Not all things need to be redirected. If you are cleaning up posts and pages and they get no traffic, delete and move on. However, if your post has some link juice, use a 301 redirect to pass it on.
Yoast Premium has a nice redirection section and the Redirection plugin is nice too.
Google loves a fast site, so anything you can do to speed up your site can help them rank better in search engines. Here are some ideas.
Time to first byte (TTFB) is the amount of time it takes for the browser to start receiving the first piece of information from the server after the request was made. WordPress serves most things dynamically it will take longer for those pages to be built and sent back to the user when requested. This is usually the main reason why your WordPress website might have a high TTFB. In order to avoid this you should try to cache static versions of your pages – luckily there are many plugins for WP that do that with just a few clicks such as W3 Total Cache or WP Rocket to name just a few.
You can test your website’s speed performance using Google’s Pagespeed Insights to keep track of your improvements or use WebpageTest.org for a more in-depth review.
You can learn more about TTFB here.
When it comes to Technical SEO Images can set you back really quickly. Sometimes large images can make a website slow due to their size. If you want to optimize your website’s images you should always resize and compress the images before uploading them. You can also use a plugin that does the compression automatically such as ShortPixel or Imagify. If you want to take your speed and image optimization even further, you can always specify image dimensions in either HTML or CSS and avoid scaling images in HTML as large unnecessary images will take time to download, especially from a mobile connection. It can be an easier practice to compress locally as well, here are a few apps for Mac or PC.
Optimize the database
Cleaning the database up not only makes it faster, but it makes it a lot healthier and less likely to crash. There are a lot of plugins that will optimize the database for you. WP-Rocket has a good tutorial that lists itself and the WP-Optimize plugins.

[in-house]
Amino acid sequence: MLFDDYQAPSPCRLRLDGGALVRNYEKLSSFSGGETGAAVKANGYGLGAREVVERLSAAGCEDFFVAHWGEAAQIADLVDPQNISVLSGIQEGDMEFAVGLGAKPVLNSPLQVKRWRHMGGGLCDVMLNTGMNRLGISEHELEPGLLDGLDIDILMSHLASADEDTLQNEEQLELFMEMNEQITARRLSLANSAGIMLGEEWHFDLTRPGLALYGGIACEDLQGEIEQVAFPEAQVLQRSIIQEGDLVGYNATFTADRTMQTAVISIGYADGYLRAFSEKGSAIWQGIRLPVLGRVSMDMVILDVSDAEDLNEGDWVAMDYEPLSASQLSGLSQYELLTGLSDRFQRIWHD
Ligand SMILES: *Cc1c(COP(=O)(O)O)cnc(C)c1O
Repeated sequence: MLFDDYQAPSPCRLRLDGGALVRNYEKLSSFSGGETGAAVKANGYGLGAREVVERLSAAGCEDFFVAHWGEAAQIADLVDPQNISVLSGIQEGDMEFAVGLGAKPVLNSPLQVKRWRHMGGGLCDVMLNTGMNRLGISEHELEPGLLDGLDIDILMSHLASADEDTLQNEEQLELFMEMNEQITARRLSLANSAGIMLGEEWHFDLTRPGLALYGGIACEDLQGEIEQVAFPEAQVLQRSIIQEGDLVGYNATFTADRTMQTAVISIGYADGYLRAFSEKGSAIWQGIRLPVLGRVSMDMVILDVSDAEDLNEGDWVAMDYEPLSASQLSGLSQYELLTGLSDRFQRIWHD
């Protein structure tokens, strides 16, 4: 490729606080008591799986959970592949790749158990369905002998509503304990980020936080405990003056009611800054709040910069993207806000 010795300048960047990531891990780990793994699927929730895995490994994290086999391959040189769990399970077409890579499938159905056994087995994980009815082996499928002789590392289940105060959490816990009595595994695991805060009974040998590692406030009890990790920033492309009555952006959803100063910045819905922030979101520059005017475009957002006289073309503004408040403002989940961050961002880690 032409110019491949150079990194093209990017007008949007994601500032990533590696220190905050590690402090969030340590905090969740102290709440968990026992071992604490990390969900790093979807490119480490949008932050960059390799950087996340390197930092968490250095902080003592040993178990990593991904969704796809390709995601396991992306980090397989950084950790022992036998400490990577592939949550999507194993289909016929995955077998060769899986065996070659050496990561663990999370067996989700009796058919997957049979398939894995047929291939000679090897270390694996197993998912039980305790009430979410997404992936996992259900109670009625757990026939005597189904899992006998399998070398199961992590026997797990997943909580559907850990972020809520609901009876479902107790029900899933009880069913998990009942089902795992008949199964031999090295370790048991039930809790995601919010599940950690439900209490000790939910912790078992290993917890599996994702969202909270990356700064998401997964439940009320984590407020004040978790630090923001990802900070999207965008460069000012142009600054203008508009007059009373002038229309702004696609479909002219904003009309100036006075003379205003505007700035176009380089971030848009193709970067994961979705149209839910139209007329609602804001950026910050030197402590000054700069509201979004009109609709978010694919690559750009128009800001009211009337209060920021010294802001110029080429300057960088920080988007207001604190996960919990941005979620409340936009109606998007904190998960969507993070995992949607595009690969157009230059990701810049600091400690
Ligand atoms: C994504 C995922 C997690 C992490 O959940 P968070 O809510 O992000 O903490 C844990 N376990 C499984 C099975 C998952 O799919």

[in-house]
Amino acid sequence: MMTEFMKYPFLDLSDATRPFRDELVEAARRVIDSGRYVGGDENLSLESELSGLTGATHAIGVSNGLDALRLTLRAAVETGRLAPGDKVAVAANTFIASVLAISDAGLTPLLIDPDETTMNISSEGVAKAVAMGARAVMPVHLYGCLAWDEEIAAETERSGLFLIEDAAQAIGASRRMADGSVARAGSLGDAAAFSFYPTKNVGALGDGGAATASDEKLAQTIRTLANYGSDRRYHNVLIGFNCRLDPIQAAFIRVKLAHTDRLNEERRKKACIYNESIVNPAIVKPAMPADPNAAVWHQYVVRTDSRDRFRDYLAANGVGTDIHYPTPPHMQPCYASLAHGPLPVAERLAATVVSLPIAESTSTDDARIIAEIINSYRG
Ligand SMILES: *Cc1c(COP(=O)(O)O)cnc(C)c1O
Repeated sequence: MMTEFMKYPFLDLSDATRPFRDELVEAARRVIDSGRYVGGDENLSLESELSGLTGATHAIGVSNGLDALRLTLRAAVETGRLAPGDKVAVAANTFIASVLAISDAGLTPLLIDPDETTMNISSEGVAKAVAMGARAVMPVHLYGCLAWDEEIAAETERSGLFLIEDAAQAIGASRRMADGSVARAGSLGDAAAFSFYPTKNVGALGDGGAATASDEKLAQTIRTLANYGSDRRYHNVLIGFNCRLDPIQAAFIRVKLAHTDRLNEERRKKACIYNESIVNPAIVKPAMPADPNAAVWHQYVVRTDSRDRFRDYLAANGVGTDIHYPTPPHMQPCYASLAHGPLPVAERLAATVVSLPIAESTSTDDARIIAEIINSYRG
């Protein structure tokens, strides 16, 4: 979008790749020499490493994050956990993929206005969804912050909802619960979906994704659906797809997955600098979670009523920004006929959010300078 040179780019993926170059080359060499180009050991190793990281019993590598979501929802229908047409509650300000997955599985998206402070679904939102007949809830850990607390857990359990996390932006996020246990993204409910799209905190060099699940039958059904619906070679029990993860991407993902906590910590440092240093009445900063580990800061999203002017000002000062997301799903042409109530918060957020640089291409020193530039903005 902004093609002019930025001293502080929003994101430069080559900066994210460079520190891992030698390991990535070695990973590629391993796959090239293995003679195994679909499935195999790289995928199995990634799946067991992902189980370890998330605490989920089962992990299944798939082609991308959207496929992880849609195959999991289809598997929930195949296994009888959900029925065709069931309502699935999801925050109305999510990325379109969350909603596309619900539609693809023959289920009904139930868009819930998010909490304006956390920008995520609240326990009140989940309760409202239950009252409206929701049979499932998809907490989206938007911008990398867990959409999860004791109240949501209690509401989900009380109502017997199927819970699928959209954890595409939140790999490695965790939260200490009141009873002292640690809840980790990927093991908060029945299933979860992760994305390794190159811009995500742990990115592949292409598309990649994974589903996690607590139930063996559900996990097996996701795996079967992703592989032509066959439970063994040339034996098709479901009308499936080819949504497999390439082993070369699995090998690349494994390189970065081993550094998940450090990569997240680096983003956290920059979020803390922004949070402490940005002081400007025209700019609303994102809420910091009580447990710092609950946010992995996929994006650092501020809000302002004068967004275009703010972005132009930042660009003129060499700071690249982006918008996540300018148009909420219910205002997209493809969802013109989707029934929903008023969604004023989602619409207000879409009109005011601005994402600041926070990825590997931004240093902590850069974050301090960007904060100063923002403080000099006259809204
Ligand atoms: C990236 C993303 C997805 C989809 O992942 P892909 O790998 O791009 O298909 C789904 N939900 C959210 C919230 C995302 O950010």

Please do your best to limit the plugins to a minimal amount. Old or Unmanaged plugins are the easiest way to get a virus onto the site. Plus they can slow the site way down. Check your plugin versions and compatibility with this plugin.
Rich snippets are great because they help you stand out in search results. If you’ve ever seen a website with a star rating visible on a Google search results page, then that’s the result of rich snippets. There are many plug-ins out there that can help you get this done so it’s better to choose the one more suitable for the type of markup you want. Always use Google’s Structured Data testing tool to ensure the plug-in has done a great job.
Accelerated mobile pages (AMP) is a way to load mobile pages more quickly. You should have started seeing them in your Google search results by now.
If you’re starting out, enable AMP and utilize it. If you’re established, take some time to learn it before you implement. One of the biggest things I see is people enable it and notice their traffic drop considerably. The way AMP works is that Google literally copies your post in its entirety and serves it from one of their servers. The traffic never hits your site. You can install a new GA code for the AMP pages, but you’ll have to incorporate that into your reports. Or figure out how to combine them in GA. There are a few plugins that enable AMP and some themes support it really nice.
Please make sure you are running HTTPS, that you do not have an admin user that’s named admin, there are security-based plugins out there, but if you have a quality host, they should not be needed unless you have a special circumstance.
Diagnostics (the bread and butter)
Used to see what Google likes or dislikes about your site.
Used to test the crawling capability of your site and more.
Used to test the load times of your site and if Google likes it.
Great test site that digs in a bit deeper than page speed insights.
Used to test the SSL setup of your site.
Used to see the extra tags and info your posts have to them as well as showing you what your post or recipe looks like to the crawlers.
Just because a crawler like Screaming Frog crawls pages, does not mean they are indexed. Check Google’s index to find out with these queries.
- site:mydomain.com/blog – check for blog indexation
- site:mydomain.com/category – check for category indexation (unless you’ve stripped from folder structure)
- site:mydomain.com/tag – check to see what tags are indexed
- site:mydomain.com/author – check to see if author archives are indexed
- site:mydomain.com/2012 – check to see what dated archives from 2012
- site:mydomain.com/ inurl:page – check for subpages being indexed